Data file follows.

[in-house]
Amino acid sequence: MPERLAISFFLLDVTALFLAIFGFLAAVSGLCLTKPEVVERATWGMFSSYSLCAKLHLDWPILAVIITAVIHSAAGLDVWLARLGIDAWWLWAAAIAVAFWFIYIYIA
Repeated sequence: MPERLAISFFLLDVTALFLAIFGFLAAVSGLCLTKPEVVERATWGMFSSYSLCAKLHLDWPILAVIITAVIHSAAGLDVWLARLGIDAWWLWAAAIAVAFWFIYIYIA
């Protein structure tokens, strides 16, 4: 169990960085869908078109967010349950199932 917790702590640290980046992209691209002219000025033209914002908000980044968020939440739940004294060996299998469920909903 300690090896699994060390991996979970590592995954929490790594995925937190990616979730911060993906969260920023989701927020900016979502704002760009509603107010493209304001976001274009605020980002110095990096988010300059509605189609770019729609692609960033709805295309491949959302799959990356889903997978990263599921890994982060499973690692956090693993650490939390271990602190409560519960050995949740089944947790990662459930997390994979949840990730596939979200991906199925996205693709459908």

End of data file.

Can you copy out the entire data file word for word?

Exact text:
[in-house]
Amino acid sequence: MPERLAISFFLLDVTALFLAIFGFLAAVSGLCLTKPEVVERATWGMFSSYSLCAKLHLDWPILAVIITAVIHSAAGLDVWLARLGIDAWWLWAAAIAVAFWFIYIYIA
Repeated sequence: MPERLAISFFLLDVTALFLAIFGFLAAVSGLCLTKPEVVERATWGMFSSYSLCAKLHLDWPILAVIITAVIHSAAGLDVWLARLGIDAWWLWAAAIAVAFWFIYIYIA
């Protein structure tokens, strides 16, 4: 169990960085869908078109967010349950199932 917790702590640290980046992209691209002219000025033209914002908000980044968020939440739940004294060996299998469920909903 300690090896699994060390991996979970590592995954929490790594995925937190990616979730911060993906969260920023989701927020900016979502704002760009509603107010493209304001976001274009605020980002110095990096988010300059509605189609770019729609692609960033709805295309491949959302799959990356889903997978990263599921890994982060499973690692956090693993650490939390271990602190409560519960050995949740089944947790990662459930997390994979949840990730596939979200991906199925996205693709459908």